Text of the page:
The U.S. Supreme Court has held that “openness ... enhances both the basic fairness of the criminal trial and the appearance of fairness so essential to public confidence in the system,” Olson said in the motion.

“We respectfully submit that there is no justification for sealing any records in this case, but even if a small portion of some document might arguably be redacted, the wholesale sealing at issue here is not narrowly tailored” as court rules require, he said.

Wednesday, October 20, 2010

Tim Goodman joins Hollywood Reporter

The Chronicle's Tim Goodman is leaving the Chronicle to join The Hollywood Reporter as its chief television critic, the THR announced Tuesday. However, Goodman said he will continue to live in the Bay Area and continue to be heard of KFOG.

THR is a weekly but has a website that appears to be updated seven days a week. Goodman will continue to write TV reviews and have a blog.

Former Merc columnist L.A. Chung joins Patch

L.A. Chung (Photo by
Thu Ly from
Former Mercury News columnist and veteran journalist Lisa Chung has returned to the town where she grew up — Los Altos — and is writing for Patch, the AOL-owned string of local news sites. In a posting Tuesday, she writes:
    I'm covering the towns where I learned to swim, ride and be a part of the Aquacade at the old Covington School. I'm loving it. 
    As a professional journalist for more than 25 years, I reported and wrote news stories. I assigned and edited reporters. I wrote a column at the San Jose Mercury News that some may remember. And now, as journalism makes a full transition to Web 2.0 and beyond, I want to work with community collaborators. 
    The goal: All Los Altos and Los Altos Hills. All the time.

Bay Area NYT affiliate partners with Young Dems

Most news organizations wouldn't even consider co-sponsoring an event with a political party. But as Peter Jamison of the SF Weekly reports, Bay Citizen, the new online news organization that is providing stories to the New York Times, held an event Tuesday night in conjunction with the San Francisco Young Democrats at The Chieftain, an Irish pub on Fifth Street.

Writing before Tuesday's event, Jamison said:
    The event will feature drink specials, pub trivia in which contestants can challenge The Bay Citizen's lead editor and reporters -- and an active volunteer drive conducted by the San Francisco Young Democrats on behalf of three specific candidates in races for the Board of Supervisors.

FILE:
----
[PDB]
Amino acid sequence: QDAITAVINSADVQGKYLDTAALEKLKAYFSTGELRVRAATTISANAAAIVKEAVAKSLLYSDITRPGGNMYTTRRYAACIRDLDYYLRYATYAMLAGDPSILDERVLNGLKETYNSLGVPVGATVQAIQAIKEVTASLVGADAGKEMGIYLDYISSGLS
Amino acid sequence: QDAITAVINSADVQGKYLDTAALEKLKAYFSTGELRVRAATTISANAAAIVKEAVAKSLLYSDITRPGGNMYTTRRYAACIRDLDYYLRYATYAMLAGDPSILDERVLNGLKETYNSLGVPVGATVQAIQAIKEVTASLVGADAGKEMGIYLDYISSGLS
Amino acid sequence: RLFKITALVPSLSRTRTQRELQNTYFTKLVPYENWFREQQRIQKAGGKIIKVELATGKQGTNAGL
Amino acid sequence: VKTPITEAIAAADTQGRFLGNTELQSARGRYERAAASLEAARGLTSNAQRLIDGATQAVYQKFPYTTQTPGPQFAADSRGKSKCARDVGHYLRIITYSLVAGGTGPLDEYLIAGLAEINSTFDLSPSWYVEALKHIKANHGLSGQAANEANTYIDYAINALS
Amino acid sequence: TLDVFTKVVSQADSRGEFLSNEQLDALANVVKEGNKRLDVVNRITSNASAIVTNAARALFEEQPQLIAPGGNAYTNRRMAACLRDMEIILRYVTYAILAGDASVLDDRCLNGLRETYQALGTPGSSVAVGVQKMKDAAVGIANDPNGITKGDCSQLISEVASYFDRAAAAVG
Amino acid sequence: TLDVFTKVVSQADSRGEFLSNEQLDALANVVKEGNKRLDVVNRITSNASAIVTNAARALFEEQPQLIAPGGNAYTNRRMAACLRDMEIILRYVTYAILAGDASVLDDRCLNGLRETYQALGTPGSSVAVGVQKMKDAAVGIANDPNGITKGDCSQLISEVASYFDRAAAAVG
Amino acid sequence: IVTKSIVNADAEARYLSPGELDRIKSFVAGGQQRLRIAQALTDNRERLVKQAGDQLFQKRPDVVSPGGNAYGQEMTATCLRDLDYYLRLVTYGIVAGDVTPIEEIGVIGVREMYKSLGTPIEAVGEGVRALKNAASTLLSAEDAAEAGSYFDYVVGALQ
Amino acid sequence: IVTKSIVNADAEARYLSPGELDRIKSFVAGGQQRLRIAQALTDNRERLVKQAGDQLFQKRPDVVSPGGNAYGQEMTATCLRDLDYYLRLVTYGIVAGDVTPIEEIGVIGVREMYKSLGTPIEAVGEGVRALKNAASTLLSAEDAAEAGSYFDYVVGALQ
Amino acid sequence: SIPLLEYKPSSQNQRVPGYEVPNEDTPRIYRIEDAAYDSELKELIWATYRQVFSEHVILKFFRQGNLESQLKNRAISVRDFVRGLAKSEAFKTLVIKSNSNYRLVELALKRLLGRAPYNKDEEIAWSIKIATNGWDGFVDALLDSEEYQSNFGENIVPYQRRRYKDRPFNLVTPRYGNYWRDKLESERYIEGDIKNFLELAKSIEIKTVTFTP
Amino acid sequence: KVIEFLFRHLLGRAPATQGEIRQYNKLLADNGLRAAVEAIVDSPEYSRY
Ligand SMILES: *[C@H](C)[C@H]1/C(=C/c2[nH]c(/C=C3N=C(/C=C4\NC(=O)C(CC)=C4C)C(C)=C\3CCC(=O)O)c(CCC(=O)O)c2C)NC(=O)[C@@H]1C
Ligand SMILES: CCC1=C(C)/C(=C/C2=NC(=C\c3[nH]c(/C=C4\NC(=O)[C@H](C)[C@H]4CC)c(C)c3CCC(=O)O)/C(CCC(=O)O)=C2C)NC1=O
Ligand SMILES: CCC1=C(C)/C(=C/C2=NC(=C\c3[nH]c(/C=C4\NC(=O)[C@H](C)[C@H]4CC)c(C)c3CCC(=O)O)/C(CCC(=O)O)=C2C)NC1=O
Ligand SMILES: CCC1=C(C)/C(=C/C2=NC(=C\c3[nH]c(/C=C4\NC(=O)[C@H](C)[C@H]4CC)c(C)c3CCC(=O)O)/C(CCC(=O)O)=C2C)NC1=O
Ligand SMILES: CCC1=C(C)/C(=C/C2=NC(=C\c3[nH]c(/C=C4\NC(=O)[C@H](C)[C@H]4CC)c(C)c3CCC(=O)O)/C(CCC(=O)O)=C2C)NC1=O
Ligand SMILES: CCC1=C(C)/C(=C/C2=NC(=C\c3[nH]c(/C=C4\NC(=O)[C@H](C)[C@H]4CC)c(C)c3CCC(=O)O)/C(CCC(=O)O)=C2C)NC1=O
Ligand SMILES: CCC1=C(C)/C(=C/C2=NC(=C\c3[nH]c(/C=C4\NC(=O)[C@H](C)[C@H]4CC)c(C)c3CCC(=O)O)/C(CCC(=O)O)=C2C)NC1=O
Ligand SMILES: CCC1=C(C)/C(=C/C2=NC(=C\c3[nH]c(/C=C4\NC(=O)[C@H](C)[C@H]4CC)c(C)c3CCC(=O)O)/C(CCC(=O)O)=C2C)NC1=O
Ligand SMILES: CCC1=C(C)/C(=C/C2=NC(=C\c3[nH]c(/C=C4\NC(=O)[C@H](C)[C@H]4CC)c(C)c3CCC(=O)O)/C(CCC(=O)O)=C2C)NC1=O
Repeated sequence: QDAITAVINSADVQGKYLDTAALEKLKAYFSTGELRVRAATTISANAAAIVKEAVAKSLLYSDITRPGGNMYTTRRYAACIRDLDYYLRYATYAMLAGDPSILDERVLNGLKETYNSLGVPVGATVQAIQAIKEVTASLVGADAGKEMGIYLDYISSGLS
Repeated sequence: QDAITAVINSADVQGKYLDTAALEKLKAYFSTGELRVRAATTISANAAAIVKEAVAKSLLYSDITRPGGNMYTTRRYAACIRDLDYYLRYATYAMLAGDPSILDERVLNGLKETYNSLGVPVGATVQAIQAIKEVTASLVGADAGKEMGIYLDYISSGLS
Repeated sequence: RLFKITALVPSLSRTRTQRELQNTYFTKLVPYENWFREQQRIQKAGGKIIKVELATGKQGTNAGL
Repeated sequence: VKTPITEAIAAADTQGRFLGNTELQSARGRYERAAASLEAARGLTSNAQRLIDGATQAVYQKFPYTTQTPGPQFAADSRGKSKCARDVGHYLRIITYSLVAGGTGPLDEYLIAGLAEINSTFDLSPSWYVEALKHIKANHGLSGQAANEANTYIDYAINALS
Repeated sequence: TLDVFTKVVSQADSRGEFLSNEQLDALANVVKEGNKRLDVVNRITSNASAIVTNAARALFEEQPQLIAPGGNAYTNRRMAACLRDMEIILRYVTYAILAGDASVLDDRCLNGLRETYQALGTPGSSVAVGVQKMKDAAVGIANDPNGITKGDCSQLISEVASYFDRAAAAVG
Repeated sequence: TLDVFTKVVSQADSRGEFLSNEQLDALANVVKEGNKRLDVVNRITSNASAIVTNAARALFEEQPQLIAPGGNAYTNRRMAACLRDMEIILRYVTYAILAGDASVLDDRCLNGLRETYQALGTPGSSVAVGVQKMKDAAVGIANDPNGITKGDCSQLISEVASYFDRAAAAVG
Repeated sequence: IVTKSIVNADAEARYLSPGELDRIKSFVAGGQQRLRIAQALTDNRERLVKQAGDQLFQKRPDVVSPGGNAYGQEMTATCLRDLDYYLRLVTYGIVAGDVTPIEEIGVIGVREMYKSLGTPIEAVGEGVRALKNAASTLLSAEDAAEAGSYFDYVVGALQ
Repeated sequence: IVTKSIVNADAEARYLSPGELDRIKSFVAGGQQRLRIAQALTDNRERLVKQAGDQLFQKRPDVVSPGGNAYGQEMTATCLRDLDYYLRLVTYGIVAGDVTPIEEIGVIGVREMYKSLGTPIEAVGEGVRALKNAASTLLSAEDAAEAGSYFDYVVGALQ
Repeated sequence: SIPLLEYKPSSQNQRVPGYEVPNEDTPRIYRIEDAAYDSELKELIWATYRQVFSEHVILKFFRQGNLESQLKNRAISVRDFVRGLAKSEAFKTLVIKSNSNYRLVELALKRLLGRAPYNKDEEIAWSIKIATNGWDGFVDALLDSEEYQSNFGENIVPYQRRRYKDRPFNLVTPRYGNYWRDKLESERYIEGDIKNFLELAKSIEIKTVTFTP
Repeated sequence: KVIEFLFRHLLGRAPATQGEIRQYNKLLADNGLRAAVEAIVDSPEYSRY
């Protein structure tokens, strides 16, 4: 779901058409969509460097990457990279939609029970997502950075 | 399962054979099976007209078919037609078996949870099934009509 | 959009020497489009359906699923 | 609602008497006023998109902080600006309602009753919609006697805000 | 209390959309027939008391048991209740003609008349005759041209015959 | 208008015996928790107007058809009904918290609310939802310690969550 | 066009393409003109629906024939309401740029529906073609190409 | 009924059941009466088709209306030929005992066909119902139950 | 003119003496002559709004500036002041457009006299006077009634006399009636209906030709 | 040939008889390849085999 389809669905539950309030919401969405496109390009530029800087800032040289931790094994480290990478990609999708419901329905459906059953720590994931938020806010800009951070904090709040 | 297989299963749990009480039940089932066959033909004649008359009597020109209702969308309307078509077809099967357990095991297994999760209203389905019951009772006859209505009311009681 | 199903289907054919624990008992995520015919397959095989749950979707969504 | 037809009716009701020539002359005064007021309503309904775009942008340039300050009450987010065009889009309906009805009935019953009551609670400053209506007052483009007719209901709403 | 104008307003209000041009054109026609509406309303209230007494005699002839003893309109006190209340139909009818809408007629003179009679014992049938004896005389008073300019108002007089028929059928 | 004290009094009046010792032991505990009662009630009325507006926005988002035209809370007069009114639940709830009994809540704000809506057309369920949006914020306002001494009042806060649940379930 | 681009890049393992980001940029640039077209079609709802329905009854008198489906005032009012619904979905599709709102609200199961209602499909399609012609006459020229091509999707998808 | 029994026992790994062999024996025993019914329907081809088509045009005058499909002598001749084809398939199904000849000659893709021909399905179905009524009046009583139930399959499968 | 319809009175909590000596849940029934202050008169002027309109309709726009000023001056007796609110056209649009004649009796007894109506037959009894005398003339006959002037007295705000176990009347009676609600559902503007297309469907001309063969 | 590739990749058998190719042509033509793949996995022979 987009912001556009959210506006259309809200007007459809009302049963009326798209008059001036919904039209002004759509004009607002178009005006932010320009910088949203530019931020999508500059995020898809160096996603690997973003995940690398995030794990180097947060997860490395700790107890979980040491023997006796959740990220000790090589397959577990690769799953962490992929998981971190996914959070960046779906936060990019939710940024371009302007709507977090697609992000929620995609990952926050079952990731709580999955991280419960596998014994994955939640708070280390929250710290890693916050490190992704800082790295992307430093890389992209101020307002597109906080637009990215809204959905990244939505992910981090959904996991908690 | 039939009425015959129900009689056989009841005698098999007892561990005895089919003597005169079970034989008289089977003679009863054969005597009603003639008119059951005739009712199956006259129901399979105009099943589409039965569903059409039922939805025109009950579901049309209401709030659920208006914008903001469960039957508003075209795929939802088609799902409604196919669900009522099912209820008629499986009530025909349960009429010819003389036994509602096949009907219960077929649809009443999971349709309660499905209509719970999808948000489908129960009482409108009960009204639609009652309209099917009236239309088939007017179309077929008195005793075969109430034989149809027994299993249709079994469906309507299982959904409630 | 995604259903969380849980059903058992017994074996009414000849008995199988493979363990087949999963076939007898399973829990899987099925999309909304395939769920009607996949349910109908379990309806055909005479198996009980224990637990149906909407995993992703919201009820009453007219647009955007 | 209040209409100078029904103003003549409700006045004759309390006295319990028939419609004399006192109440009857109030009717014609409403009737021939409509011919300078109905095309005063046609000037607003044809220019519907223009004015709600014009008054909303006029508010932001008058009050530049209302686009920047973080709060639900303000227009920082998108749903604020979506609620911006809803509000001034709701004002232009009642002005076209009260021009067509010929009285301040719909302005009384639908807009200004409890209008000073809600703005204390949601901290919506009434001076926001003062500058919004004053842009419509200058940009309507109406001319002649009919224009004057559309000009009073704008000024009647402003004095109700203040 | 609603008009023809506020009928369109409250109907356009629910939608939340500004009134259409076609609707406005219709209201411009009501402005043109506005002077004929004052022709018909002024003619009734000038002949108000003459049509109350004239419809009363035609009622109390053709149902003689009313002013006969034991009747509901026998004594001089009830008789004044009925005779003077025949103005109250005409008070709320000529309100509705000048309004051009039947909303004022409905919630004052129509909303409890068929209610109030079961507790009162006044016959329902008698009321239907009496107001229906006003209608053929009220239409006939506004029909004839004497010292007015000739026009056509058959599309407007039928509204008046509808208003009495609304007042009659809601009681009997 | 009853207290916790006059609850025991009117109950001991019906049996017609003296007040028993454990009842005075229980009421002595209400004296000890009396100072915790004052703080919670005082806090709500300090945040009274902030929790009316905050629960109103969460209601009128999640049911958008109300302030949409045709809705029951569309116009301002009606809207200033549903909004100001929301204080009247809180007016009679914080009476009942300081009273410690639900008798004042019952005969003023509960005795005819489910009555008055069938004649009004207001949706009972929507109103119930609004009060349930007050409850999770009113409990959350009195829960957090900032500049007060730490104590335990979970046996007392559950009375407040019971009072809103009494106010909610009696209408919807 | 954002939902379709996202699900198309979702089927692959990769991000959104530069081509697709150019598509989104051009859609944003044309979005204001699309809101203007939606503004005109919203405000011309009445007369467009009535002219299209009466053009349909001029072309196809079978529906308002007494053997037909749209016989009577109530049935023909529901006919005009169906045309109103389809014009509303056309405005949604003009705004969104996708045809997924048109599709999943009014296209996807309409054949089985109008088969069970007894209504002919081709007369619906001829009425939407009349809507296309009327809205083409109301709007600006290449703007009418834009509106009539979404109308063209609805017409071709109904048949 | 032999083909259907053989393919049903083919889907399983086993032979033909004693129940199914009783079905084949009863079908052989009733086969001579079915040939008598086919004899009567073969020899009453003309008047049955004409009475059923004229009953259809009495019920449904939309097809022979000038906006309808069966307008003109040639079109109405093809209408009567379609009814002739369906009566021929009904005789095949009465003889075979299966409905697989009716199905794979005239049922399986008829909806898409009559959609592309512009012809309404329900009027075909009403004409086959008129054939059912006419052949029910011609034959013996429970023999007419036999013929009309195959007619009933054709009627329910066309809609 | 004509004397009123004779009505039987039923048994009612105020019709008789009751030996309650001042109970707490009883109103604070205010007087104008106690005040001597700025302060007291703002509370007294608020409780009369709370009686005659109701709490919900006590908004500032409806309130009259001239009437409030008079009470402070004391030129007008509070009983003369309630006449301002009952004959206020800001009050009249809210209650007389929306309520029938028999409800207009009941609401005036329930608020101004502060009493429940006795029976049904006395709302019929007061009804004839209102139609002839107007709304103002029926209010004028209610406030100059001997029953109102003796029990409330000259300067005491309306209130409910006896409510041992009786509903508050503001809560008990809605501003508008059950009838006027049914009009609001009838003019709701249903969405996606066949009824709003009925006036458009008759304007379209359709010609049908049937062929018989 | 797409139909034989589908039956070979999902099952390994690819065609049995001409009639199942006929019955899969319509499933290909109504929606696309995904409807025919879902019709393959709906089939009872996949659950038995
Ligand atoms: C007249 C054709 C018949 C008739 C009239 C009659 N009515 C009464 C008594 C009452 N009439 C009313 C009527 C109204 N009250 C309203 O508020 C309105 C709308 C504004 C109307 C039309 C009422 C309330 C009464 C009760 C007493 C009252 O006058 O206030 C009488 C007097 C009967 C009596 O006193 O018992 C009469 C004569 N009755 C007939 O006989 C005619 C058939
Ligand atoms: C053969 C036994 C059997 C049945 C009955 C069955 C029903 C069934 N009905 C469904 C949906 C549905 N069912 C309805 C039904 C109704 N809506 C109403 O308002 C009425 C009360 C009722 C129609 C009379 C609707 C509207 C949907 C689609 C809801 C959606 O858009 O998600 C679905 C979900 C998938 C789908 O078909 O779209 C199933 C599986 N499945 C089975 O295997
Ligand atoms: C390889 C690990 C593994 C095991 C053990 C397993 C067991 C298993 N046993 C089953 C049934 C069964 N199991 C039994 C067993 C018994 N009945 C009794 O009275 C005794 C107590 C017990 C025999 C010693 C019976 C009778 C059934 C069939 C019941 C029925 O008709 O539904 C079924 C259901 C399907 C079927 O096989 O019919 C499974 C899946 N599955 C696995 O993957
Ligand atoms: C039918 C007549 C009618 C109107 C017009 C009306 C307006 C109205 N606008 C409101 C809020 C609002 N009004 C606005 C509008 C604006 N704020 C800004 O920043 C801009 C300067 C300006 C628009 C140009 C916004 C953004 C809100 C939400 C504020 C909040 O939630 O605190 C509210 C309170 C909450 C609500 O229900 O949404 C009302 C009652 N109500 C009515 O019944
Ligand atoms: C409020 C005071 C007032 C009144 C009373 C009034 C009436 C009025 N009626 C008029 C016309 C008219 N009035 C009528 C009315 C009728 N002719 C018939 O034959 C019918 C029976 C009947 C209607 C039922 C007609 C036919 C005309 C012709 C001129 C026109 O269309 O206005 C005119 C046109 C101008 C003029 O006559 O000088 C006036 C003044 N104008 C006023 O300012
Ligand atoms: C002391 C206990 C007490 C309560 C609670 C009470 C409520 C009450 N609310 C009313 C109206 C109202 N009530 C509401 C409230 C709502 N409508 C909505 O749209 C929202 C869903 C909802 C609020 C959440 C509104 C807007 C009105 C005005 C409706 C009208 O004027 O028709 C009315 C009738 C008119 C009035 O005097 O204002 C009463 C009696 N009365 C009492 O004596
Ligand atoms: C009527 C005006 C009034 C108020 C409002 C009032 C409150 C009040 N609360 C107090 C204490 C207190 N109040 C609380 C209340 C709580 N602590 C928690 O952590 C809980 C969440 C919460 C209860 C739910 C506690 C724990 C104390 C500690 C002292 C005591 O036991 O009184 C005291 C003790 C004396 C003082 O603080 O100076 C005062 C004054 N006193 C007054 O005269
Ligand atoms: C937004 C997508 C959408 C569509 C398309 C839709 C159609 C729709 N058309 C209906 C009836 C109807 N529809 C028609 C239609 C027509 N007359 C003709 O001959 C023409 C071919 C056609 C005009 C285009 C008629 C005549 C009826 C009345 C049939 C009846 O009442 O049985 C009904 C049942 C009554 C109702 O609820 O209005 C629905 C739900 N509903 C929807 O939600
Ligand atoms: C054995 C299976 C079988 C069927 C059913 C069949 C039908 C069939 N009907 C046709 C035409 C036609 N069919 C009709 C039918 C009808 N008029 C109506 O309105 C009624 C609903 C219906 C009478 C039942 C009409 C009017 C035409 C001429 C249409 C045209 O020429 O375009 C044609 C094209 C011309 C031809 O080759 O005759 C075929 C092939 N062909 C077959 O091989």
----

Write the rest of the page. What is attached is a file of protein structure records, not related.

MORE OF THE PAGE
Maxwell Szabo, president of the Young Dems, told us that his organization will be trying to enlist volunteers tonight to work on the campaigns of District 2 candidate Janet Reilly, District 8 candidate Rebecca Prozan, and District 10 candidate Chris Jackson, all of whom the group has endorsed. Szabo said he has also invited representatives of each of these campaigns to attend and woo volunteers. 
    "The Bay Citizen, which is the New York Times offshoot in the Bay Area, they had been wanting to partner with us on some event at some point," Szabo said. "This is something we're kind of doing as a fun event, that we're tag-teaming up with them on." He added, "We're not really co-sponsors. We just said, 'We might come over and do this.' They said, 'Yeah, do that.'"
It appears from reading Jamison's story that as soon as he began asking questions, both the Young Dems and Bay Citizen began backtracking. A Bay Citizen marketing person claimed that the Young Dems were to meet before the Bay Citizen event, and that the website reached out to the Young Republicans (are there any in SF?) and got no response. Later, Szabo was no longer saying Bay Citizen was partnering with the Young Dems, and instead was insisting the events were separate.

Bay Citizen is the nonprofit news organization created when the Chronicle was talking about shutting down. It was started with a $5 million grant from Wells Fargo heir F. Warren Hellman. Bay Citizen provides copy to the New York Times' Bay Area editions.

A's thinking about buying AM radio station

The San Francisco Business Times reports that the Oakland A's are thinking about buying their flagship radio station, 50,000-watt KTRB AM 860, which is currently in receivership and operated by Comerica Bank. The station flipped from conservative talk to sports in May 2009 when it landed the A's English-language radio rights.

Ken Pries, who oversees broadcast deals for the team, says the A's are "just at the beginning stages" of a possibly deal. Buying the station would give the A's control over their baseball broadcasts which have been on three stations in the past five years.

Monday, October 18, 2010

Chron, Merc reject strip's "Muhammad" cartoon

Both the San Francisco Chronicle and San Jose Mercury News quietly killed a “Non Sequitur” comic strip that mentioned “Muhammad” — a move the author of the strip calls ironic.